site logo

Lord Byron's Vanity

During the residence of Lord Byron at Venice, a clerk was sent from the

office of Messrs. Vizard and Co., of Lincoln's Inn, to procure his

lordship's signature to a legal instrument. On his arrival, the clerk

sent a message to the noble poet, who appointed to receive him on the

following morning. Each party was punctual to the minute. His lordship

had dressed himself with the most studious care; and, on the opening of

he door of his apartment, it was evident that he had placed himself in

what he thought a becoming pose. His right arm was displayed over the

back of a splendid couch, and his head was gently supported by the

fingers of his left hand. He bowed slightly as his visitor approached

him, and appeared anxious that his recumbent attitude should remain for

a time undisturbed. After the signing of the deed, the noble bard made a

few inquiries upon the politics of England, in the tone of a finished

exquisite. Some refreshment which was brought in afforded the messenger

an opportunity for more minute observation. His lordship's hair had been

curled and parted on the forehead; the collar of his shirt was thrown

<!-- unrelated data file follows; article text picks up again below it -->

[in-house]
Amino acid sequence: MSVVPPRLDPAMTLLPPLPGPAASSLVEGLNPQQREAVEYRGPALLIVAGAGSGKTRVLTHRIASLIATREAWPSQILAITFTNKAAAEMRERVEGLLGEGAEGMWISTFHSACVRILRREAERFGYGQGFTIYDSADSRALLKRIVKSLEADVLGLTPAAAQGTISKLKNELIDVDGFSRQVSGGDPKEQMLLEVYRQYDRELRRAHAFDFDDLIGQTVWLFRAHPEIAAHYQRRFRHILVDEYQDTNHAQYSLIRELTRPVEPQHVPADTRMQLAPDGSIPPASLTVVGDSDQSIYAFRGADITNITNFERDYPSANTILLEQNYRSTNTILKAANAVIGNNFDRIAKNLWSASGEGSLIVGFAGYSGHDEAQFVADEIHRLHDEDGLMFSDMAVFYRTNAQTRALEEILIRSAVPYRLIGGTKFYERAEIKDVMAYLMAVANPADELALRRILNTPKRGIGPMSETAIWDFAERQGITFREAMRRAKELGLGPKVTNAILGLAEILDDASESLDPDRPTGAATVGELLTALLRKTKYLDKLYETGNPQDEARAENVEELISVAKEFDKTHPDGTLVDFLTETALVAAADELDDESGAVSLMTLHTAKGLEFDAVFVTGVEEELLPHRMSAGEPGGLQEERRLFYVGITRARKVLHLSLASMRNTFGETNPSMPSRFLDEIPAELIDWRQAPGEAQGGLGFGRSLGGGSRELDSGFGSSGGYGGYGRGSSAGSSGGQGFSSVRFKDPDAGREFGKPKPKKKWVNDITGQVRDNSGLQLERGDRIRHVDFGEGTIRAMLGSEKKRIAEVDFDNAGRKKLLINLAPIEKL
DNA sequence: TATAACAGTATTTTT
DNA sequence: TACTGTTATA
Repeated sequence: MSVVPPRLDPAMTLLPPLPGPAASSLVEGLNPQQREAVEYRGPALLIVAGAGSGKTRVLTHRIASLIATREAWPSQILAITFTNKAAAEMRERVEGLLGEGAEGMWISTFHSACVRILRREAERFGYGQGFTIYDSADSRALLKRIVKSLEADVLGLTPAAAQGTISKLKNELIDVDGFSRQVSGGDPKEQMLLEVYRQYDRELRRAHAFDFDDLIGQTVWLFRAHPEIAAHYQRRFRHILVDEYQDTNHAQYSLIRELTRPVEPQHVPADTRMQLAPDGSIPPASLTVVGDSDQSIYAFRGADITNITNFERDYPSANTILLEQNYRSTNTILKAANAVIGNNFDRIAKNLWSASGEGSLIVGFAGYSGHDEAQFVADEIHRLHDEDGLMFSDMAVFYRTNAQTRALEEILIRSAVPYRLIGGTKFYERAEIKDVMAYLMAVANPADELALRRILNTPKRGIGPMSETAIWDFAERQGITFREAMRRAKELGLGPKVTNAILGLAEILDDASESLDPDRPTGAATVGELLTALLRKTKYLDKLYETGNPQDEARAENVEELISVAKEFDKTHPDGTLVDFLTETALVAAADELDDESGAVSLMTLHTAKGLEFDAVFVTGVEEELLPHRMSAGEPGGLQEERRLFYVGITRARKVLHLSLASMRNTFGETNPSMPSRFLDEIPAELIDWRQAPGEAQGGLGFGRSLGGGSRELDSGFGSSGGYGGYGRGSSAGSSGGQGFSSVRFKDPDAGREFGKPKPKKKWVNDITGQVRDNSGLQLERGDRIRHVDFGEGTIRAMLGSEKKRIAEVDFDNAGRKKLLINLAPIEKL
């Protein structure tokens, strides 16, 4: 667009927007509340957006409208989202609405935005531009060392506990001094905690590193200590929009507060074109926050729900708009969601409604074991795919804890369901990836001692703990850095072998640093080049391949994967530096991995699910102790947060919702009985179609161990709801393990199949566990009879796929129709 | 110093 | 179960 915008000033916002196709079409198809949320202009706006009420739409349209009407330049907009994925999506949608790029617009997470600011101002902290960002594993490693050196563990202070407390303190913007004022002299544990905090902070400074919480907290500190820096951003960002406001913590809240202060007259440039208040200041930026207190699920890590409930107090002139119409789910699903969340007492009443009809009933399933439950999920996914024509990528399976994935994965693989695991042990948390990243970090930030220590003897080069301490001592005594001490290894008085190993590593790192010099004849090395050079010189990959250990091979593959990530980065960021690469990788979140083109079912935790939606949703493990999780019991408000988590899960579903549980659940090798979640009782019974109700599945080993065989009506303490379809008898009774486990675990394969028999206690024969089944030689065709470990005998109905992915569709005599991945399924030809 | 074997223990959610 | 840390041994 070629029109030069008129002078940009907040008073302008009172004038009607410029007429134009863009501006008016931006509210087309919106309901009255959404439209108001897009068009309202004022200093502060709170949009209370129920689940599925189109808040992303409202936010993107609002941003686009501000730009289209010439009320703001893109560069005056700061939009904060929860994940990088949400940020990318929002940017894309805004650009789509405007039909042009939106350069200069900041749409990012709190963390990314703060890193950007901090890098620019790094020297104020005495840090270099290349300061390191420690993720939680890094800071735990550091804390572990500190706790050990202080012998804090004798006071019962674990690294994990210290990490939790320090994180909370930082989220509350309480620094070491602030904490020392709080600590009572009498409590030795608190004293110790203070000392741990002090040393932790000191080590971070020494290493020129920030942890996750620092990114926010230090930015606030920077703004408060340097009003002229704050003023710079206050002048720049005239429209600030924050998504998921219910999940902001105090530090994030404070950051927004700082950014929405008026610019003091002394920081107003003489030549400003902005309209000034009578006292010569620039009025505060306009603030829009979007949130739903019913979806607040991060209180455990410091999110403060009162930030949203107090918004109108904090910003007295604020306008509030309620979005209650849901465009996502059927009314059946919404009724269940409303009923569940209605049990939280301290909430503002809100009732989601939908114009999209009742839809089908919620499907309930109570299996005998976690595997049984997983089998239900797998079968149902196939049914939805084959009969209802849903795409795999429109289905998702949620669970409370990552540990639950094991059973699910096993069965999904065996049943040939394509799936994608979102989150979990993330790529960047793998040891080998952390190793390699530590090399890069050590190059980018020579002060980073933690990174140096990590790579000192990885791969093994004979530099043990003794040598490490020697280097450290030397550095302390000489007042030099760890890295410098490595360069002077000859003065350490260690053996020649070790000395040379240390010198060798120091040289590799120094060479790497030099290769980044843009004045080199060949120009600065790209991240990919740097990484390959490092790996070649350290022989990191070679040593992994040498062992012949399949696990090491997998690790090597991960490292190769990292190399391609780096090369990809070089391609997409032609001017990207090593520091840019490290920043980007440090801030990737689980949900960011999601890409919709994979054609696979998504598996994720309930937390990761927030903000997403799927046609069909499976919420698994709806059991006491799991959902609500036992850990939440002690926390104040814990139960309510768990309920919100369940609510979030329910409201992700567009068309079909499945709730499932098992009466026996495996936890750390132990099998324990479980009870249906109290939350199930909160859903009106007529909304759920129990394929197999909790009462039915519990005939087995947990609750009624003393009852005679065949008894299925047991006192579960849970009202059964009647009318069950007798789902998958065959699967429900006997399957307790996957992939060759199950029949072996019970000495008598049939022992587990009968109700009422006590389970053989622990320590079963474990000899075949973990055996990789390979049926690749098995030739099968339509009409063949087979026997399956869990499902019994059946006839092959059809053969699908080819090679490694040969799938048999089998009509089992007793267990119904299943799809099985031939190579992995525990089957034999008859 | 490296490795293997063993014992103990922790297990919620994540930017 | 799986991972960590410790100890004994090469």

back, so that not only the throat but a considerable portion of his

bosom was exposed to view, though partially concealed by some fanciful

ornament suspended round the neck. His waistcoat was of costly velvet,

and his legs were enveloped in a superb wrapper. It is to be regretted

that so great a mind as that of Byron could derive satisfaction from

things so trivial and unimportant, but much more that it was liable to

be disturbed by a recollection of personal imperfections. In the above

interview, the clerk directed an accidental glance at his lordship's

lame foot, when the smile that had played upon the visage of the poet

became suddenly converted into a frown. His whole frame appeared

discomposed; his tone of affected suavity became hard and imperious; and

he called to an attendant to open the door, with a peevishness seldom

exhibited even by the most irritable.

* * * * *